Goodbye, “America’s Most Challenging High School.” Hello, Ebonics?
By Mary Theroux • Monday April 22, 2013 3:49 PM PDT •
The school rated “America’s Most Challenging High School” by the Washington Post is about to get an extreme makeover.
With the surrounding Oakland Unified School District (OUSD) producing a drop-out rate double that for the rest of California, the American Indian Model Charter School clearly poses an embarrassment to the OUSD’s unionized teachers and entrenched status quo bureaucracy: how to explain away the superior performance of the 1,200 diverse students at American Indian?
Now, an accusation of “mismanagement of public funds” has provided the Board of Education cover to order the schools closed, and to name a new head over all Oakland charter schools.
And who does the Board of Education deem the best qualified to steer the future of this one bright spot in the blight of Oakland education?
Nabeehah Shakir, who is best known for spear-heading the movement to mandate public school instruction in “Ebonics:” so-called “Black English” that even Jesse Jackson condemned.
And thus the lesson to all those thinking the public school system can be “reformed.” It can’t.
30+ years after the report “A Nation at Risk” resulted in the creation of the U.S. Department of Education, we have seen in recent years even left-liberals come out as critics of the public school status quo: “Waiting for Superman.” “Won’t Back Down.” Obama’s call for a “Race to the Top.” Yet despite billions of dollars spent, and countless studies, tests, hearings, speeches, movies, and TV specials all revealing the dysfunctional public school system, the state of public education in America today is only worse. And failed school districts are able to get every bond measure and tax increase “for the children” passed by voters, with children remaining virtually trapped in the school to which they are assigned, no matter how horrible.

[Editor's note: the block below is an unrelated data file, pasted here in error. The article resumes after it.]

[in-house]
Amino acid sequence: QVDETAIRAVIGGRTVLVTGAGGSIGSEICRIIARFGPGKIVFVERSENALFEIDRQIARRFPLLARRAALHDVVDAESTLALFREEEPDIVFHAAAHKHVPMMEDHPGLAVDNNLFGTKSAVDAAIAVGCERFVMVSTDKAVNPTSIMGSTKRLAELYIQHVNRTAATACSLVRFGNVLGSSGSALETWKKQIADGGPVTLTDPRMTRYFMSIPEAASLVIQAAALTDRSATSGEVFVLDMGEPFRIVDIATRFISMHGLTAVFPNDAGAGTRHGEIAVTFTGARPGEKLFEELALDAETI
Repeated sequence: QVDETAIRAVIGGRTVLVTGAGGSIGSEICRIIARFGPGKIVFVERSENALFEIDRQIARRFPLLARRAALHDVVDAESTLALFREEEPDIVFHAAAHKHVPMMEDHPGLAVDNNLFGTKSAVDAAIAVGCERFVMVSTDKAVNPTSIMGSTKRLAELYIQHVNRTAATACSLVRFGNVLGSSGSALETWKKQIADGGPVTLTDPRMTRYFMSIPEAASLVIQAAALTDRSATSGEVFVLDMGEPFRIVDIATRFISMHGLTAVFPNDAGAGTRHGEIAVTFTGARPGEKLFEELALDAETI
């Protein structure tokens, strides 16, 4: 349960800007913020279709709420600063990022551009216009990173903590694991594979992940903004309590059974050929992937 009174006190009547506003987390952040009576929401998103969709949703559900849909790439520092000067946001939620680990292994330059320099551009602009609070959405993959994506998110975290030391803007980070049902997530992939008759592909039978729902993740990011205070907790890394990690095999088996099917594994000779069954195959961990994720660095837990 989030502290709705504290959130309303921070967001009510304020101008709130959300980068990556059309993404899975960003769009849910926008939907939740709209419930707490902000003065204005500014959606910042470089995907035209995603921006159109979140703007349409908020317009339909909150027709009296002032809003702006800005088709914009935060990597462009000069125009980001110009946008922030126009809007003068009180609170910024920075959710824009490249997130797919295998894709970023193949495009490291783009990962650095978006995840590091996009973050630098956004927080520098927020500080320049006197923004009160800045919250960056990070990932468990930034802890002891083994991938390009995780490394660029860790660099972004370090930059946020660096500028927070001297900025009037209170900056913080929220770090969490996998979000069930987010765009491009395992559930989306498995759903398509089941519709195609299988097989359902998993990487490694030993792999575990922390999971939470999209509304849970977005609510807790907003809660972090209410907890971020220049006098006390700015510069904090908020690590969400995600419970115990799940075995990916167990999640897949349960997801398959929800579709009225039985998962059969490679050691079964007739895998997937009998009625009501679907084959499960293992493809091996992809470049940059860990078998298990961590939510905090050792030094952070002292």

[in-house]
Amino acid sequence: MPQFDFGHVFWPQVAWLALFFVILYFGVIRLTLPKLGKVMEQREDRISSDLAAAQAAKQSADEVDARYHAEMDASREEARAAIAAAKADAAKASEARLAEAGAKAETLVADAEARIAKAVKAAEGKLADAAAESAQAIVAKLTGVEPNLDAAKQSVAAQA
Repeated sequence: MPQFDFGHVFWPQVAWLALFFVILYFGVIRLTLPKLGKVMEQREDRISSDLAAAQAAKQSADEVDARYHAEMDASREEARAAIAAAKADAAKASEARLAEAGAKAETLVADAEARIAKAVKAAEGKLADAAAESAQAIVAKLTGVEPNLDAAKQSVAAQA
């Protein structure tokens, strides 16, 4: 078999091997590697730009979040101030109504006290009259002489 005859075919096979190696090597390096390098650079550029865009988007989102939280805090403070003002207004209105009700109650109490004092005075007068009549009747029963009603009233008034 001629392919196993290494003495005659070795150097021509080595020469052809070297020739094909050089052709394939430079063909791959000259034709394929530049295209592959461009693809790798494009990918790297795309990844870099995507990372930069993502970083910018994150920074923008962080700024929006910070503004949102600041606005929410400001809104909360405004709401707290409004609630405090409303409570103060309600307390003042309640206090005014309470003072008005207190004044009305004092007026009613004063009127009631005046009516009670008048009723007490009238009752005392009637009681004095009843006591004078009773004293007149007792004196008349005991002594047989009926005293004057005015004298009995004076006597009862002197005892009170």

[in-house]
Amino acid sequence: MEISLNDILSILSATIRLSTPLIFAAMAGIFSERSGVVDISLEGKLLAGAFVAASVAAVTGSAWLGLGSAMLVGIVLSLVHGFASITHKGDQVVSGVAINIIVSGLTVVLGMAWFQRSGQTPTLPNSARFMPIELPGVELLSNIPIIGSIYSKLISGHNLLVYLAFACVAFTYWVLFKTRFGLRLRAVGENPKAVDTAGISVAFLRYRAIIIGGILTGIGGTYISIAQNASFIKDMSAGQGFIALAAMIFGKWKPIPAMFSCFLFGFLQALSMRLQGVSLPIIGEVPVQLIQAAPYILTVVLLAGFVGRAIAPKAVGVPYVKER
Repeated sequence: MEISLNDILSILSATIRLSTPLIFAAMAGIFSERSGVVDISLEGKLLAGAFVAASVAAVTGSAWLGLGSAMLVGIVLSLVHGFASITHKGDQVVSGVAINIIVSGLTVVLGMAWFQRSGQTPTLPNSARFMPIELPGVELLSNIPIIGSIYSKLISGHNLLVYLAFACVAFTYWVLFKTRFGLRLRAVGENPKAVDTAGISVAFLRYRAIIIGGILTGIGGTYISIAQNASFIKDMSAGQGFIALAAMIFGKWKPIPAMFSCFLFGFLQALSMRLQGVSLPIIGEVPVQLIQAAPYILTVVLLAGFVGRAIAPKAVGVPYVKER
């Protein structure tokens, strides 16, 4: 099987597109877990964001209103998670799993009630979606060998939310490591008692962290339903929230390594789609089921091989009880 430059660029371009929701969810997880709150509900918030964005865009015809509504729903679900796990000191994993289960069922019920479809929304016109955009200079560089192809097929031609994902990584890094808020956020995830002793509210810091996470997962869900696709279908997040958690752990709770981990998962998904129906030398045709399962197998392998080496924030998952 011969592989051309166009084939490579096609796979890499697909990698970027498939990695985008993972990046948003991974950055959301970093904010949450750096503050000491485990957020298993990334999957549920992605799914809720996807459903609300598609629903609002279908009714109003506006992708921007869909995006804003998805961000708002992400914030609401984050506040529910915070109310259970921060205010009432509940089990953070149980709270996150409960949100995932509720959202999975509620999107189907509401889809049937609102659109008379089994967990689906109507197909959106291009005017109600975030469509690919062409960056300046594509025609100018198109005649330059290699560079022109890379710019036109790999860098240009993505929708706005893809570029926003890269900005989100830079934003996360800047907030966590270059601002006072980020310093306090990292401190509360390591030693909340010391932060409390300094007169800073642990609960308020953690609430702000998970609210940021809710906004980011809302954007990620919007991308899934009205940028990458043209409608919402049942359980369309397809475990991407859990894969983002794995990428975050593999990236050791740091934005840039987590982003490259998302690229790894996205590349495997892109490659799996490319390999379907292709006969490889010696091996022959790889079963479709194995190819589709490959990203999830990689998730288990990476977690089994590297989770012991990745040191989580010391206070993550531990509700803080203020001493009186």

Among the most-heralded “reform” has been the Charter School. For twenty years, various states have introduced these public-private hybrids, and private philanthropists have poured millions and billions of dollars into them. Charter Schools operate outside the established bureaucracy, including free from teachers’ unions, and in most locales they produce recognized, superior results, as with American Indian.
However, in practice, Charter Schools simply serve to throw a bone to trouble-makers to keep them occupied, while the vested interests of teachers’ unions and bureaucrats go on about their business: defrauding taxpayers of billions of dollars each year in not educating the nation’s children.
Parents are provided the illusion of choice: if there is a charter or magnet school in their district, they theoretically have an opportunity to save their child from the regular public school—but with capacity for only 4% of students, the supply of Charter School education falls well short of demand.
Philanthropists and activists can be kept busy pouring their money and efforts into Charters, vouchers, and other distractions that support Potemkin villages and relieve the stress on the bureaucracy and union members to actually produce results.
For above all, these public school vested interests are extremely politically powerful and extremely adept at protecting their turf. “House of Cards” gets it about right.
Until Americans get real enough to stop being appeased by “reform” after “reform,” and understand that the only solution is the abolition of the public school monopoly, they will continue to underwrite, voluntarily and involuntarily, teachers and their union leadership, administrators, and bureaucrats—not education.